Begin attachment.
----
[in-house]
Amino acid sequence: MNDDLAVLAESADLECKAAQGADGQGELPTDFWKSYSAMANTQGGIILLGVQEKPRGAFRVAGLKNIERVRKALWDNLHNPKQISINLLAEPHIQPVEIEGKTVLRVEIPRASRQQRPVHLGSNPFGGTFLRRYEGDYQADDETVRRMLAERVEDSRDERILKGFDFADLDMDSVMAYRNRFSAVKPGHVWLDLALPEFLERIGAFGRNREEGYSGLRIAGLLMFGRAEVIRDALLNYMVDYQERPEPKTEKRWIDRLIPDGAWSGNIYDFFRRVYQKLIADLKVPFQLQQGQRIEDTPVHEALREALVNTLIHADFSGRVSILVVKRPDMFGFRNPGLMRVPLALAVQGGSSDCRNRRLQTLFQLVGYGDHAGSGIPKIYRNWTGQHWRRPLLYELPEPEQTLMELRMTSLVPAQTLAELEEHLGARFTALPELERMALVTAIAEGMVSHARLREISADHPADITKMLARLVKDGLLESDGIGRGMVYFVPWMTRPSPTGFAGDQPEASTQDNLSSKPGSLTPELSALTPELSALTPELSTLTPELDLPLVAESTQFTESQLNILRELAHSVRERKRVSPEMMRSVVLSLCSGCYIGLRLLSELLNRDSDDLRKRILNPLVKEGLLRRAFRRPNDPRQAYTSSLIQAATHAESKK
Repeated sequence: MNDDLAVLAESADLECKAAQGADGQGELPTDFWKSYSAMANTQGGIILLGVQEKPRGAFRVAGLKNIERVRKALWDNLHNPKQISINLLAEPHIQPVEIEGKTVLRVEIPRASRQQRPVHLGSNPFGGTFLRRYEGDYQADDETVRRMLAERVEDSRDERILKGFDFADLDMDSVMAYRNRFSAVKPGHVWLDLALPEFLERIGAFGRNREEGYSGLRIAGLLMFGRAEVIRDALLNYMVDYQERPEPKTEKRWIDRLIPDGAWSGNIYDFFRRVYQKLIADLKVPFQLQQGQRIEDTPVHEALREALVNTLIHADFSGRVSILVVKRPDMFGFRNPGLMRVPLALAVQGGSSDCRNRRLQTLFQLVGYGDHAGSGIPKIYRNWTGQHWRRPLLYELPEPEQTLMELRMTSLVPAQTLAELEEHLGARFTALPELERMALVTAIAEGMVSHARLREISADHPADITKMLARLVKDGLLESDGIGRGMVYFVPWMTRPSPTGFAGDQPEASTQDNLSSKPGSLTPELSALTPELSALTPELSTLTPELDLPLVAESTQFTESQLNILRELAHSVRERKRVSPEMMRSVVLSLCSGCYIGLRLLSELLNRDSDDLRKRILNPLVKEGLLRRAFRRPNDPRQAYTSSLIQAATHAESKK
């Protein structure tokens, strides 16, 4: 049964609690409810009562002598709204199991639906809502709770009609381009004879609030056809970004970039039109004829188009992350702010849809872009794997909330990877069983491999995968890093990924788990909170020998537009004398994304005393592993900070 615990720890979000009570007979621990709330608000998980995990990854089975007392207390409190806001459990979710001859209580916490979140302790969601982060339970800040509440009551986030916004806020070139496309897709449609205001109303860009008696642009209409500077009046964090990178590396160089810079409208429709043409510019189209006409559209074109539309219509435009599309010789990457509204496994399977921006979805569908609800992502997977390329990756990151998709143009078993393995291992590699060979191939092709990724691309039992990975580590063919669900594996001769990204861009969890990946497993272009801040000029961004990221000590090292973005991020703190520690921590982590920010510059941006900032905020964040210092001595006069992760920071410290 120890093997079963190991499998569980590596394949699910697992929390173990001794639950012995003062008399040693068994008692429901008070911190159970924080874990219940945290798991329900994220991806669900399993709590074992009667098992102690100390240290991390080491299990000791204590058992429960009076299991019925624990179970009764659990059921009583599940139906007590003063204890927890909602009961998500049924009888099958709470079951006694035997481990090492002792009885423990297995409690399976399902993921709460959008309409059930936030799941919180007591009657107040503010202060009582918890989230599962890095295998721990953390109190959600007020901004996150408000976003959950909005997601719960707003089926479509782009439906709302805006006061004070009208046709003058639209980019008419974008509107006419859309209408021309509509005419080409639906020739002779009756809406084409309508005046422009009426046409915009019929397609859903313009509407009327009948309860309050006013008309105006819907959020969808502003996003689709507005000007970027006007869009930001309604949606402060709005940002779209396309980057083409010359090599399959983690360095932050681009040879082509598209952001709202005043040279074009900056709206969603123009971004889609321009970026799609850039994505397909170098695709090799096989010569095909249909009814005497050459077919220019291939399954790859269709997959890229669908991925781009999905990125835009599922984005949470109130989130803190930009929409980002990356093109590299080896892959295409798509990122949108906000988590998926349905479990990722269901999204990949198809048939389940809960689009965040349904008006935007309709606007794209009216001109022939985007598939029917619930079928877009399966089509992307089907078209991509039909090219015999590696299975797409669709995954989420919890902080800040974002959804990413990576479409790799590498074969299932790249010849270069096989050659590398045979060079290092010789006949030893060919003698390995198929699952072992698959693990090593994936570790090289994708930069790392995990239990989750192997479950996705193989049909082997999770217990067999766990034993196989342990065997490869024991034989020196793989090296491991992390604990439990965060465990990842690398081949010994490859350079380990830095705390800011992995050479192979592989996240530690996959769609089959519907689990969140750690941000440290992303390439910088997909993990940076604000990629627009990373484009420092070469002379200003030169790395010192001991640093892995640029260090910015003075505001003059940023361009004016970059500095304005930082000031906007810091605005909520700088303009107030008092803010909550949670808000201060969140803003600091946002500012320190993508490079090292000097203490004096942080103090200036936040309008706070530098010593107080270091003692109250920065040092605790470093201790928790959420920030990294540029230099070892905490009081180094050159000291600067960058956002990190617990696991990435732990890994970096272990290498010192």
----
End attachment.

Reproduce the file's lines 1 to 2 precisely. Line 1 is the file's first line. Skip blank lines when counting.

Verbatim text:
[in-house]
Amino acid sequence: MNDDLAVLAESADLECKAAQGADGQGELPTDFWKSYSAMANTQGGIILLGVQEKPRGAFRVAGLKNIERVRKALWDNLHNPKQISINLLAEPHIQPVEIEGKTVLRVEIPRASRQQRPVHLGSNPFGGTFLRRYEGDYQADDETVRRMLAERVEDSRDERILKGFDFADLDMDSVMAYRNRFSAVKPGHVWLDLALPEFLERIGAFGRNREEGYSGLRIAGLLMFGRAEVIRDALLNYMVDYQERPEPKTEKRWIDRLIPDGAWSGNIYDFFRRVYQKLIADLKVPFQLQQGQRIEDTPVHEALREALVNTLIHADFSGRVSILVVKRPDMFGFRNPGLMRVPLALAVQGGSSDCRNRRLQTLFQLVGYGDHAGSGIPKIYRNWTGQHWRRPLLYELPEPEQTLMELRMTSLVPAQTLAELEEHLGARFTALPELERMALVTAIAEGMVSHARLREISADHPADITKMLARLVKDGLLESDGIGRGMVYFVPWMTRPSPTGFAGDQPEASTQDNLSSKPGSLTPELSALTPELSALTPELSTLTPELDLPLVAESTQFTESQLNILRELAHSVRERKRVSPEMMRSVVLSLCSGCYIGLRLLSELLNRDSDDLRKRILNPLVKEGLLRRAFRRPNDPRQAYTSSLIQAATHAESKK